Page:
Fidget spinners, the latest toy craze, have been banned in Germany after investigators found the product to be "unsafe".

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The announcement follows several reported cases of children taken to emergency rooms after swalling parts of the toy - initially brought out to help relieve stress.

Recently a young Sydney boy was hospitalised after swallowing part of a fidget spinner.

His mother shared a picture of an X-ray of her son on Facebook showing a small part of it lodged in his stomach.

Fidget spinners have now been banned in Germany after the toy was found to be dangerous.

"Our son swallowed the disc of a fidget spinner last night & ended up at RNSH Emergency," she told the North Shore Mums Facebook group on Sunday.

The toy, which contains ball bearings, had cracked and broken apart before her son swallowed part of it, she said.

"Ours are now in the bin & just want to make you all aware of what can happen with these things," she said.

"He has to pass it within two days or we're looking at alternative methods of extraction."

The boy swallowed part of his fidget spinner. Photo: Facebook / North Shore Mums

One Facebook user commented and said they have also thrown their fidget spinners out too.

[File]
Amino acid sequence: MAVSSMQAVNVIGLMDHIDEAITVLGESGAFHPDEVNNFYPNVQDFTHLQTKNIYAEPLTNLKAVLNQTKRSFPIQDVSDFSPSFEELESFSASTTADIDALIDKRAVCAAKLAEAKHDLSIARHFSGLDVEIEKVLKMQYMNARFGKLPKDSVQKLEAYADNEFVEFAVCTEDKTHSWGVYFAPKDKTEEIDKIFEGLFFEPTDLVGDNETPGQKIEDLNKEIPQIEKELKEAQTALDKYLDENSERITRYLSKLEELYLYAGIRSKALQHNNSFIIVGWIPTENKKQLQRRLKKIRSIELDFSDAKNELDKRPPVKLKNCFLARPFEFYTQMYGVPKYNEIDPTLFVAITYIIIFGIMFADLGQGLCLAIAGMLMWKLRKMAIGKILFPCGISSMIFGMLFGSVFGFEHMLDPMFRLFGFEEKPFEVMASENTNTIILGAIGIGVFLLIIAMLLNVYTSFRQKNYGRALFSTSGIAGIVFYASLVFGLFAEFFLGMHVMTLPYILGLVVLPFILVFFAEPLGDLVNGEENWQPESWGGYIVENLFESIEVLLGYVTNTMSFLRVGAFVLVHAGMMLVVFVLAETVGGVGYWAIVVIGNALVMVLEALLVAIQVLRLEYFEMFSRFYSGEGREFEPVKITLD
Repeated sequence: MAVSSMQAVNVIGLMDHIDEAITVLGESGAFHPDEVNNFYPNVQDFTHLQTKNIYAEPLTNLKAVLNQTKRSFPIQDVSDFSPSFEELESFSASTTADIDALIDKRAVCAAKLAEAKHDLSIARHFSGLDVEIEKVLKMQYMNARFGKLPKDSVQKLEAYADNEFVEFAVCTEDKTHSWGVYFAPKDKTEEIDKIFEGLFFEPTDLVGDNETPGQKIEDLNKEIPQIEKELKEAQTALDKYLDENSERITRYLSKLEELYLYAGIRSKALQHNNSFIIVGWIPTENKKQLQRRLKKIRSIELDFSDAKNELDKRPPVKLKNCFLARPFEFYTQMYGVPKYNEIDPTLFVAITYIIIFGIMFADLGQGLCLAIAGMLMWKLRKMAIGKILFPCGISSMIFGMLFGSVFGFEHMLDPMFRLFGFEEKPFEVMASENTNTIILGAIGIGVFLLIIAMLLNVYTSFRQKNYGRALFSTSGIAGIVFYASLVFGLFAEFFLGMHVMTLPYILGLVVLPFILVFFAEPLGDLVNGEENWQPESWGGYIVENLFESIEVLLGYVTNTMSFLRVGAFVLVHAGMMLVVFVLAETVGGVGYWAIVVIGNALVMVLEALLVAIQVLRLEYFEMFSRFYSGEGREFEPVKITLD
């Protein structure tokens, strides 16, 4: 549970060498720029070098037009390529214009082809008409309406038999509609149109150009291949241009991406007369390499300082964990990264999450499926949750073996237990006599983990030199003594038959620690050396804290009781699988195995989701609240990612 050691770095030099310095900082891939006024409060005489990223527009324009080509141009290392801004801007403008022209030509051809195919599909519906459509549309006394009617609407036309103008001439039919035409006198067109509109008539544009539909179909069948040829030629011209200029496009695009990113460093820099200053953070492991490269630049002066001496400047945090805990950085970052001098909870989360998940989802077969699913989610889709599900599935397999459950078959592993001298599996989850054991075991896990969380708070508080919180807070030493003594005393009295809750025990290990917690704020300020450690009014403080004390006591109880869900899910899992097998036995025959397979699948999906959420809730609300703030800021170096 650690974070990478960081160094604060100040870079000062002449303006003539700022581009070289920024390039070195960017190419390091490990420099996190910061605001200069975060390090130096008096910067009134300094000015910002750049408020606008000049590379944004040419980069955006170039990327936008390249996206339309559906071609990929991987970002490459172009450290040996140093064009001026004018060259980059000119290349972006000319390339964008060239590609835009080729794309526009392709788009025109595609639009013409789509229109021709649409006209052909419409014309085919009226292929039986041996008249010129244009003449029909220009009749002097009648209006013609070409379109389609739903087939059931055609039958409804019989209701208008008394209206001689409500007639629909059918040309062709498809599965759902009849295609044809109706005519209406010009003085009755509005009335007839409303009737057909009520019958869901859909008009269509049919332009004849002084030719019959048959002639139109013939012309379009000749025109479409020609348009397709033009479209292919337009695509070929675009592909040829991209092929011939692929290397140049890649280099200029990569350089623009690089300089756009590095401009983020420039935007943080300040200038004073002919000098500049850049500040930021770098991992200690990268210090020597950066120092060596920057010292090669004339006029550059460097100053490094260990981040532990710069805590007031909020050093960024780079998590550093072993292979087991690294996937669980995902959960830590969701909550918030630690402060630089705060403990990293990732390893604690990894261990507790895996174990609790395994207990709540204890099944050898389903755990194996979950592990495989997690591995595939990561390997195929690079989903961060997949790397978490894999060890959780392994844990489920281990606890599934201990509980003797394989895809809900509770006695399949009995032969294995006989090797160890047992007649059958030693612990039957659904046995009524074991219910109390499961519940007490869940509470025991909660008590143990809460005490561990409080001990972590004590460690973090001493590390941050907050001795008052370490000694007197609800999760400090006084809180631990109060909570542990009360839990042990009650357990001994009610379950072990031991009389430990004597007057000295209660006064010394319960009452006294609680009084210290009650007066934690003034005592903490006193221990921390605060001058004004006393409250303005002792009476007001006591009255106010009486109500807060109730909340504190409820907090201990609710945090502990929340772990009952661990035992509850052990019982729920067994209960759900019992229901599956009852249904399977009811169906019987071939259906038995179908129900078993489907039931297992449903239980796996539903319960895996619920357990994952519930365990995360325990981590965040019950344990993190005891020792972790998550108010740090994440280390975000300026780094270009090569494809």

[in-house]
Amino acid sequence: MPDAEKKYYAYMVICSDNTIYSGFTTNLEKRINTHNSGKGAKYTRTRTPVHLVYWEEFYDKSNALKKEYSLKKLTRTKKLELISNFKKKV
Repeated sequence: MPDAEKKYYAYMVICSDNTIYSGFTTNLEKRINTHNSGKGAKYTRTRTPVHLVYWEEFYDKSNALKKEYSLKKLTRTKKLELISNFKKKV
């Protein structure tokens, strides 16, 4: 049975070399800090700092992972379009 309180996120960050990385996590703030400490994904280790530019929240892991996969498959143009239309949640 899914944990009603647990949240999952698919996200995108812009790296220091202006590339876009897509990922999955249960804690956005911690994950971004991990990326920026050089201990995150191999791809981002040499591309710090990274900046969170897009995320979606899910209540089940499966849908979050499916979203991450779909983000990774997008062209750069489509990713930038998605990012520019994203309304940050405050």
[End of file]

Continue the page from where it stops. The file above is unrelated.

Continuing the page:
Another mother also shared her concerns about the toy on Facebook last month, which received over 29,000 comments.

Her daughter had swallowed part of the toy and was taken to the emergency department after it became lodged in her oesophagus.

The toy consists of a bearing in the centre of a design made from any of a variety of materials including brass, stainless steel, titanium, copper and plastic.

The Australian Competition and Consumer Commission last month issued a recall for a specific fidget spinner that contained button batteries, which pose a choking hazard for young children.

Luckily, Britton came out of the incident unscathed but it could have been worse. Photo: Facebook / Kelly Rose Joniec

Frankfurt Main Office in Germany blocked 80 tonnes of the colourful rotors from entering the country and examined them in May.

Of the 80 tonnes, 35 of these were classified as "unsafe products" and directly destroyed.

They found the LED lights could be so easily removed that they could be swallowed.

Although an exchange of the lights was foreseen, the individual parts would have to withstand a certain pressure. This was not the case with these products, declared a spokeswoman for the Customs Office.

Fidget spinners are one of the most popular toys for children this year and are marketed as helping kids release stress.

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